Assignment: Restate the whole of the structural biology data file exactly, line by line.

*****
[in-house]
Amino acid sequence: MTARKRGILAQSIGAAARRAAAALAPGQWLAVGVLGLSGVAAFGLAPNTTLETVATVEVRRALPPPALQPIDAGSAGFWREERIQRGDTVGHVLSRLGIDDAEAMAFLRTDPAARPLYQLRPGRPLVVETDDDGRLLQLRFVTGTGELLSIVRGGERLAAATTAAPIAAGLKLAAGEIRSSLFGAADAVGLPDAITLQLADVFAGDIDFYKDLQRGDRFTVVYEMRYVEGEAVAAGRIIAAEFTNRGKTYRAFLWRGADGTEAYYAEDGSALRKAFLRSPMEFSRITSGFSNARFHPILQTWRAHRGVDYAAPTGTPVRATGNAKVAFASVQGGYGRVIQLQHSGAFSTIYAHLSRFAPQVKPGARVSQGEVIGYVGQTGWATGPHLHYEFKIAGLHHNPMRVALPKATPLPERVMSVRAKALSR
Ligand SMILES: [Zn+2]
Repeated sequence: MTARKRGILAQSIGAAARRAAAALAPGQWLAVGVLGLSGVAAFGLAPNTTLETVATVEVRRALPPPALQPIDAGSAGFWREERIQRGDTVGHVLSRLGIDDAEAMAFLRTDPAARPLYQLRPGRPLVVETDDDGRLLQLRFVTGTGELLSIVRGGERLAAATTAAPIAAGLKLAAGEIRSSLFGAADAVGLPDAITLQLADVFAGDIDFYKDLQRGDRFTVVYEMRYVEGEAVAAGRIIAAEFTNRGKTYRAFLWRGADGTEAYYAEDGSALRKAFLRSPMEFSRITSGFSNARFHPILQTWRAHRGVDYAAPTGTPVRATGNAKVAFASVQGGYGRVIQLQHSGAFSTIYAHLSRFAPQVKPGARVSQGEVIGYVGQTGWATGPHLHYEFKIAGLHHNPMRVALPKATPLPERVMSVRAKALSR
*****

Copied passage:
[in-house]
Amino acid sequence: MTARKRGILAQSIGAAARRAAAALAPGQWLAVGVLGLSGVAAFGLAPNTTLETVATVEVRRALPPPALQPIDAGSAGFWREERIQRGDTVGHVLSRLGIDDAEAMAFLRTDPAARPLYQLRPGRPLVVETDDDGRLLQLRFVTGTGELLSIVRGGERLAAATTAAPIAAGLKLAAGEIRSSLFGAADAVGLPDAITLQLADVFAGDIDFYKDLQRGDRFTVVYEMRYVEGEAVAAGRIIAAEFTNRGKTYRAFLWRGADGTEAYYAEDGSALRKAFLRSPMEFSRITSGFSNARFHPILQTWRAHRGVDYAAPTGTPVRATGNAKVAFASVQGGYGRVIQLQHSGAFSTIYAHLSRFAPQVKPGARVSQGEVIGYVGQTGWATGPHLHYEFKIAGLHHNPMRVALPKATPLPERVMSVRAKALSR
Ligand SMILES: [Zn+2]
Repeated sequence: MTARKRGILAQSIGAAARRAAAALAPGQWLAVGVLGLSGVAAFGLAPNTTLETVATVEVRRALPPPALQPIDAGSAGFWREERIQRGDTVGHVLSRLGIDDAEAMAFLRTDPAARPLYQLRPGRPLVVETDDDGRLLQLRFVTGTGELLSIVRGGERLAAATTAAPIAAGLKLAAGEIRSSLFGAADAVGLPDAITLQLADVFAGDIDFYKDLQRGDRFTVVYEMRYVEGEAVAAGRIIAAEFTNRGKTYRAFLWRGADGTEAYYAEDGSALRKAFLRSPMEFSRITSGFSNARFHPILQTWRAHRGVDYAAPTGTPVRATGNAKVAFASVQGGYGRVIQLQHSGAFSTIYAHLSRFAPQVKPGARVSQGEVIGYVGQTGWATGPHLHYEFKIAGLHHNPMRVALPKATPLPERVMSVRAKALSR